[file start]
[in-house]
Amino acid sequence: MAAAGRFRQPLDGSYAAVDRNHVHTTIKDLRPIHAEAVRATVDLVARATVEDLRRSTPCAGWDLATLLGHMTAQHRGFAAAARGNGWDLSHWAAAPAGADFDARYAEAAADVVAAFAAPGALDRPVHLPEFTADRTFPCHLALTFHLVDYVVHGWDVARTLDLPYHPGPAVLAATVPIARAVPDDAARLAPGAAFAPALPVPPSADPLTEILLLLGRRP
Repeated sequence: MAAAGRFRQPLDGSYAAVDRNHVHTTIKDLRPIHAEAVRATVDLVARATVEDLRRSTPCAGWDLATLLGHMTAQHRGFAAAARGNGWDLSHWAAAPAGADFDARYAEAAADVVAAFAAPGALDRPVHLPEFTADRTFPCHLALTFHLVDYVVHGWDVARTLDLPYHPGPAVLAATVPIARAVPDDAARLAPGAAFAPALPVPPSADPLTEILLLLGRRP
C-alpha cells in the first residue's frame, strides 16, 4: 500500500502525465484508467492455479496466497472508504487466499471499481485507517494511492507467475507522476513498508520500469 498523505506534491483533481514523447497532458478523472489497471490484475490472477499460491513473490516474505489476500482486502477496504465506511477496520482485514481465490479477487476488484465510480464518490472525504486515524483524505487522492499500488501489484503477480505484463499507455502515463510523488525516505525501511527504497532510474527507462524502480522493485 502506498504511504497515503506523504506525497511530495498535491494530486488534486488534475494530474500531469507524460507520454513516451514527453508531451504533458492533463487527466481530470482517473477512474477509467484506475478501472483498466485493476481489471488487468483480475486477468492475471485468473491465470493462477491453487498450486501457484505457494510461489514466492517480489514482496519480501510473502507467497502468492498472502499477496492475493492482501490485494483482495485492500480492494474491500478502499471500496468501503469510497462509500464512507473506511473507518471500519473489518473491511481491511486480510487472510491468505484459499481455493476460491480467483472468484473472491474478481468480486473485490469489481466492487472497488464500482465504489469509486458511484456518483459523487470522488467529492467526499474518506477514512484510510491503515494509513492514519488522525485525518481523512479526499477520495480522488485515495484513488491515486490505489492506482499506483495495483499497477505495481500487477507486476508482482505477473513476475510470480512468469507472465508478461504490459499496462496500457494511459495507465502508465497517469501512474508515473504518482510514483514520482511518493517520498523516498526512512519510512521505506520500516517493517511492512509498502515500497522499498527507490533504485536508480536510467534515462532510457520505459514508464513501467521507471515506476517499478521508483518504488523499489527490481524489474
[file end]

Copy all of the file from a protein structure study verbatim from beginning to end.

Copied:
[in-house]
Amino acid sequence: MAAAGRFRQPLDGSYAAVDRNHVHTTIKDLRPIHAEAVRATVDLVARATVEDLRRSTPCAGWDLATLLGHMTAQHRGFAAAARGNGWDLSHWAAAPAGADFDARYAEAAADVVAAFAAPGALDRPVHLPEFTADRTFPCHLALTFHLVDYVVHGWDVARTLDLPYHPGPAVLAATVPIARAVPDDAARLAPGAAFAPALPVPPSADPLTEILLLLGRRP
Repeated sequence: MAAAGRFRQPLDGSYAAVDRNHVHTTIKDLRPIHAEAVRATVDLVARATVEDLRRSTPCAGWDLATLLGHMTAQHRGFAAAARGNGWDLSHWAAAPAGADFDARYAEAAADVVAAFAAPGALDRPVHLPEFTADRTFPCHLALTFHLVDYVVHGWDVARTLDLPYHPGPAVLAATVPIARAVPDDAARLAPGAAFAPALPVPPSADPLTEILLLLGRRP
C-alpha cells in the first residue's frame, strides 16, 4: 500500500502525465484508467492455479496466497472508504487466499471499481485507517494511492507467475507522476513498508520500469 498523505506534491483533481514523447497532458478523472489497471490484475490472477499460491513473490516474505489476500482486502477496504465506511477496520482485514481465490479477487476488484465510480464518490472525504486515524483524505487522492499500488501489484503477480505484463499507455502515463510523488525516505525501511527504497532510474527507462524502480522493485 502506498504511504497515503506523504506525497511530495498535491494530486488534486488534475494530474500531469507524460507520454513516451514527453508531451504533458492533463487527466481530470482517473477512474477509467484506475478501472483498466485493476481489471488487468483480475486477468492475471485468473491465470493462477491453487498450486501457484505457494510461489514466492517480489514482496519480501510473502507467497502468492498472502499477496492475493492482501490485494483482495485492500480492494474491500478502499471500496468501503469510497462509500464512507473506511473507518471500519473489518473491511481491511486480510487472510491468505484459499481455493476460491480467483472468484473472491474478481468480486473485490469489481466492487472497488464500482465504489469509486458511484456518483459523487470522488467529492467526499474518506477514512484510510491503515494509513492514519488522525485525518481523512479526499477520495480522488485515495484513488491515486490505489492506482499506483495495483499497477505495481500487477507486476508482482505477473513476475510470480512468469507472465508478461504490459499496462496500457494511459495507465502508465497517469501512474508515473504518482510514483514520482511518493517520498523516498526512512519510512521505506520500516517493517511492512509498502515500497522499498527507490533504485536508480536510467534515462532510457520505459514508464513501467521507471515506476517499478521508483518504488523499489527490481524489474